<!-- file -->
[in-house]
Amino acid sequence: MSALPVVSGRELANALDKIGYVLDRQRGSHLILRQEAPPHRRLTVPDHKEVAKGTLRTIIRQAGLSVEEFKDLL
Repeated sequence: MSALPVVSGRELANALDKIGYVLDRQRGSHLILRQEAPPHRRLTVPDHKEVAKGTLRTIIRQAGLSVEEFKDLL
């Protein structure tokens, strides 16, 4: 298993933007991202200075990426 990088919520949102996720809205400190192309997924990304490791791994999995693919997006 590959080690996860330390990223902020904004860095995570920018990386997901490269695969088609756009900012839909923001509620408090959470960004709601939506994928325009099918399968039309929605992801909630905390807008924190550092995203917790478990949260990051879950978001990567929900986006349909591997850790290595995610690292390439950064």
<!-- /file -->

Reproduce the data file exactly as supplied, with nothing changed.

[in-house]
Amino acid sequence: MSALPVVSGRELANALDKIGYVLDRQRGSHLILRQEAPPHRRLTVPDHKEVAKGTLRTIIRQAGLSVEEFKDLL
Repeated sequence: MSALPVVSGRELANALDKIGYVLDRQRGSHLILRQEAPPHRRLTVPDHKEVAKGTLRTIIRQAGLSVEEFKDLL
């Protein structure tokens, strides 16, 4: 298993933007991202200075990426 990088919520949102996720809205400190192309997924990304490791791994999995693919997006 590959080690996860330390990223902020904004860095995570920018990386997901490269695969088609756009900012839909923001509620408090959470960004709601939506994928325009099918399968039309929605992801909630905390807008924190550092995203917790478990949260990051879950978001990567929900986006349909591997850790290595995610690292390439950064």